The Homework Lie: Part 2 - The Objective Standard

It is not surprising that our no-homework policy does wonders for parents' relationships with their children. I will never forget when a parent sat at my desk one day and, told me, with tears in his eyes: "You have given back our family life."

But, you might ask, how do VanDamme Academy students fare when they are sent off to high school with their homework-laden peers?

Well, consider this typical comment by a parent of a high school student at a school attended by several VanDamme Academy graduates—each of whom had several homework-free years: "Do you have to be a complete genius to go to that school?"

You don't have to be a genius to go to our school or learn from our courses—but the level of knowledge and caliber of thinking that our curriculum instills can make our graduates seem like geniuses.

Our students shine because we make efficient use of the school day, focusing on those subjects which are most essential to the cognitive development of the child—because we give students careful supervision in the development of academic skills instead of shunting that task off to parents—because we revere and enjoy the work itself, and do not feel compelled to "jazz it up" with treats and distractions—because we present the material in a careful, systematic, hierarchical manner, one which allows the child to grasp and keep the knowledge presented—and because the effect of all of this is intelligent, driven students who love to learn.

A few concrete results:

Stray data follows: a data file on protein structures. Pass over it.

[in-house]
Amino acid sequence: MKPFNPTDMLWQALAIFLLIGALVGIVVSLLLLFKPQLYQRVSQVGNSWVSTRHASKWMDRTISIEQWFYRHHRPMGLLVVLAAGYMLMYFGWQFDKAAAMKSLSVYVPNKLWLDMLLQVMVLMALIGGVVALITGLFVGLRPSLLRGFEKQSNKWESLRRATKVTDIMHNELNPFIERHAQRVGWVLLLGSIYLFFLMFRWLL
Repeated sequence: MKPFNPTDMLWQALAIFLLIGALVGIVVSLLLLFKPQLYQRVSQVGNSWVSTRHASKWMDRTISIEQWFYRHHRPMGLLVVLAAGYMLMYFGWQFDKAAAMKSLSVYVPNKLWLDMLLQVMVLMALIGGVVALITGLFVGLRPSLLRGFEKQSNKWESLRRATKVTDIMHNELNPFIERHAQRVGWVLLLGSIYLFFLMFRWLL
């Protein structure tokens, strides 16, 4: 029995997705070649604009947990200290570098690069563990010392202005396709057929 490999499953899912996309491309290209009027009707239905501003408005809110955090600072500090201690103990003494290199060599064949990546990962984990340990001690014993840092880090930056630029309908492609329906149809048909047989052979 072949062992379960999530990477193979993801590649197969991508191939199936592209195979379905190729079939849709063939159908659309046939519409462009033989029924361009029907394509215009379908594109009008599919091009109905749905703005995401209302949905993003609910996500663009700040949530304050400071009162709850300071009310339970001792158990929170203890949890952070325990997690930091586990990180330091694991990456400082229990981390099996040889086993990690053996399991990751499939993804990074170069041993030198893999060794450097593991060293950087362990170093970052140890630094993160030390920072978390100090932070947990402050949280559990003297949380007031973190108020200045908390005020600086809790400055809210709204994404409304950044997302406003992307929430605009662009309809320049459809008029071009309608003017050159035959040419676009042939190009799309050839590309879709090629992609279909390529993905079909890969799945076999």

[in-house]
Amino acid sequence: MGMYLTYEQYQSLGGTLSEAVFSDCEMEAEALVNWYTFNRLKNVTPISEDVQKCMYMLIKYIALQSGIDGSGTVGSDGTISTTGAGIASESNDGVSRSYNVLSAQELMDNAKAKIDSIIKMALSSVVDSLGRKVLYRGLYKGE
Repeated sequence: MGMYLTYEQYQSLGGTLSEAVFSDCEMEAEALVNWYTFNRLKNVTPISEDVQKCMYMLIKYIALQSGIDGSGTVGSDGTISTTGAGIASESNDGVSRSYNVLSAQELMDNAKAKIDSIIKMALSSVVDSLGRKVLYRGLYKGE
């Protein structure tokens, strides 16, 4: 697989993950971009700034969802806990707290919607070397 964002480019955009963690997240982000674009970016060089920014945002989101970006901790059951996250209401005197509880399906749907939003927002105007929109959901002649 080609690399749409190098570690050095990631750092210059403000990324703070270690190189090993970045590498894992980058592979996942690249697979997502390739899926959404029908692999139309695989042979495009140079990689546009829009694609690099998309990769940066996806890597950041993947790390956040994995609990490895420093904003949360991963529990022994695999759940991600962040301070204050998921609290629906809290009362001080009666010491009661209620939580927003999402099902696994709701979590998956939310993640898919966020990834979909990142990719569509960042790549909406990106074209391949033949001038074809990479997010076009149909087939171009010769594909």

Many VanDamme Academy graduates leave 8th grade having completed Pre-Calculus or Calculus.

Over half the 8th graders have completed the school's rigorous grammar curriculum, and can both write with impeccable grammar and parse any sentence under the sun. Their parents refuse to send me an e-mail until it has been edited by their children.

And our students often do voluntary "homework"—inspired, ambitious, personal homework.

When I assigned the abridged version of Les Miserables, half the class purchased the unabridged version, and read it in pace with the rest of the class.

One year a 10-year-old student, inspired by his study of European history and Shakespeare, took up fencing, and wrote an entire iambic pentameter play over the summer.

Here is the prologue:

This sad tale of Phillippe Joan and his love,
The beautiful Milady Hauthorne Grey,
Doth sadden many of the stars above.
In effort to be with her every day,
He was forced to fight, and sail the great seas,
And slave for pirates in his captured care
And dueling. Love had him down on his knees
As he yearned for his lady. O, she was fair,
And more so than Helen. A man would lay
Gladly his life down for her. He was lost
His country, though, which was her husband. Hate
For Phillippe was on all his lips. That host
Ingracious was both of their tragic ends.
So, gentles, do patience to this play lend.

Remember this poem the next time you hear that the problem with American education is that kids don't do enough homework.

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